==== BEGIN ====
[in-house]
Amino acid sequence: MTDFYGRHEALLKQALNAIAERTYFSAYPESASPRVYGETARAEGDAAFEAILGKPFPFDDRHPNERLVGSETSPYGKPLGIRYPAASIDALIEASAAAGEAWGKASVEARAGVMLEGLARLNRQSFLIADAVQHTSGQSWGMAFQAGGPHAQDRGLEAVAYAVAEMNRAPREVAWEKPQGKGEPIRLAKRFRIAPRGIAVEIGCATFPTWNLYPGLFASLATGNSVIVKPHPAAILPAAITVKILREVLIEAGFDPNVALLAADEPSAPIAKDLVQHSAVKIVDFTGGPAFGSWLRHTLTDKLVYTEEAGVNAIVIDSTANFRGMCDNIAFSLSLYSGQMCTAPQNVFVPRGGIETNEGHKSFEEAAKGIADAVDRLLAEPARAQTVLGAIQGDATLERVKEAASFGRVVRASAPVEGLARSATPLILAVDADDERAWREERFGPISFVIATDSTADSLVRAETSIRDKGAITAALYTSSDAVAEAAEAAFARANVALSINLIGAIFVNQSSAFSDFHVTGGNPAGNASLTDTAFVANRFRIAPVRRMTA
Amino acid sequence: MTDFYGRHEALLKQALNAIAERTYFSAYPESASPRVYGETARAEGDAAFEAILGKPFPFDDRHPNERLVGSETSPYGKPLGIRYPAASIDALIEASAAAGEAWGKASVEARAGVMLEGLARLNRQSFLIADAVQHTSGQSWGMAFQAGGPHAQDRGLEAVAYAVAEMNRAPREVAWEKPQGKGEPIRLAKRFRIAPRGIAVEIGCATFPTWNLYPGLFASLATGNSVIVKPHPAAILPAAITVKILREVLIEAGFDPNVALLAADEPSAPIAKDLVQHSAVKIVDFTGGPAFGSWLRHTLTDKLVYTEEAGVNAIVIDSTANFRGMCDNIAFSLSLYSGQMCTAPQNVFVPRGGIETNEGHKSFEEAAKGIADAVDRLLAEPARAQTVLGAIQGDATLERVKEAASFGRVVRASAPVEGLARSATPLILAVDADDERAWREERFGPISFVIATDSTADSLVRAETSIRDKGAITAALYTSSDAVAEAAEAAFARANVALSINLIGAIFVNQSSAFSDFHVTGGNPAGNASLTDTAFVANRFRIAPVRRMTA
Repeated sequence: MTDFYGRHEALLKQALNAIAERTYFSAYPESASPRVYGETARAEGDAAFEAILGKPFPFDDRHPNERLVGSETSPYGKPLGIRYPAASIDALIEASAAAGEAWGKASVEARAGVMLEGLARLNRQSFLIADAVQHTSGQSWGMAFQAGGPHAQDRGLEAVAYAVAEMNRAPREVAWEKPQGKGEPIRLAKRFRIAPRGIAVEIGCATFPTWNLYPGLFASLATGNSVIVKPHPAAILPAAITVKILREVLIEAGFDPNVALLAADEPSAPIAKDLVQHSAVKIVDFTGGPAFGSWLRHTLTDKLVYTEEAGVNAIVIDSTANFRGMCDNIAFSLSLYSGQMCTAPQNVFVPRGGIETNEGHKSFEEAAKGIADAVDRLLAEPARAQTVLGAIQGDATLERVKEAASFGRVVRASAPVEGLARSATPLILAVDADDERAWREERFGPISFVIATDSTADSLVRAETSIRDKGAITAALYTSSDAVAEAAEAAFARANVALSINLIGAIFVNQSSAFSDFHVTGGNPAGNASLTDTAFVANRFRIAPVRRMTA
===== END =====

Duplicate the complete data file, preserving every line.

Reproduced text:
[in-house]
Amino acid sequence: MTDFYGRHEALLKQALNAIAERTYFSAYPESASPRVYGETARAEGDAAFEAILGKPFPFDDRHPNERLVGSETSPYGKPLGIRYPAASIDALIEASAAAGEAWGKASVEARAGVMLEGLARLNRQSFLIADAVQHTSGQSWGMAFQAGGPHAQDRGLEAVAYAVAEMNRAPREVAWEKPQGKGEPIRLAKRFRIAPRGIAVEIGCATFPTWNLYPGLFASLATGNSVIVKPHPAAILPAAITVKILREVLIEAGFDPNVALLAADEPSAPIAKDLVQHSAVKIVDFTGGPAFGSWLRHTLTDKLVYTEEAGVNAIVIDSTANFRGMCDNIAFSLSLYSGQMCTAPQNVFVPRGGIETNEGHKSFEEAAKGIADAVDRLLAEPARAQTVLGAIQGDATLERVKEAASFGRVVRASAPVEGLARSATPLILAVDADDERAWREERFGPISFVIATDSTADSLVRAETSIRDKGAITAALYTSSDAVAEAAEAAFARANVALSINLIGAIFVNQSSAFSDFHVTGGNPAGNASLTDTAFVANRFRIAPVRRMTA
Amino acid sequence: MTDFYGRHEALLKQALNAIAERTYFSAYPESASPRVYGETARAEGDAAFEAILGKPFPFDDRHPNERLVGSETSPYGKPLGIRYPAASIDALIEASAAAGEAWGKASVEARAGVMLEGLARLNRQSFLIADAVQHTSGQSWGMAFQAGGPHAQDRGLEAVAYAVAEMNRAPREVAWEKPQGKGEPIRLAKRFRIAPRGIAVEIGCATFPTWNLYPGLFASLATGNSVIVKPHPAAILPAAITVKILREVLIEAGFDPNVALLAADEPSAPIAKDLVQHSAVKIVDFTGGPAFGSWLRHTLTDKLVYTEEAGVNAIVIDSTANFRGMCDNIAFSLSLYSGQMCTAPQNVFVPRGGIETNEGHKSFEEAAKGIADAVDRLLAEPARAQTVLGAIQGDATLERVKEAASFGRVVRASAPVEGLARSATPLILAVDADDERAWREERFGPISFVIATDSTADSLVRAETSIRDKGAITAALYTSSDAVAEAAEAAFARANVALSINLIGAIFVNQSSAFSDFHVTGGNPAGNASLTDTAFVANRFRIAPVRRMTA
Repeated sequence: MTDFYGRHEALLKQALNAIAERTYFSAYPESASPRVYGETARAEGDAAFEAILGKPFPFDDRHPNERLVGSETSPYGKPLGIRYPAASIDALIEASAAAGEAWGKASVEARAGVMLEGLARLNRQSFLIADAVQHTSGQSWGMAFQAGGPHAQDRGLEAVAYAVAEMNRAPREVAWEKPQGKGEPIRLAKRFRIAPRGIAVEIGCATFPTWNLYPGLFASLATGNSVIVKPHPAAILPAAITVKILREVLIEAGFDPNVALLAADEPSAPIAKDLVQHSAVKIVDFTGGPAFGSWLRHTLTDKLVYTEEAGVNAIVIDSTANFRGMCDNIAFSLSLYSGQMCTAPQNVFVPRGGIETNEGHKSFEEAAKGIADAVDRLLAEPARAQTVLGAIQGDATLERVKEAASFGRVVRASAPVEGLARSATPLILAVDADDERAWREERFGPISFVIATDSTADSLVRAETSIRDKGAITAALYTSSDAVAEAAEAAFARANVALSINLIGAIFVNQSSAFSDFHVTGGNPAGNASLTDTAFVANRFRIAPVRRMTA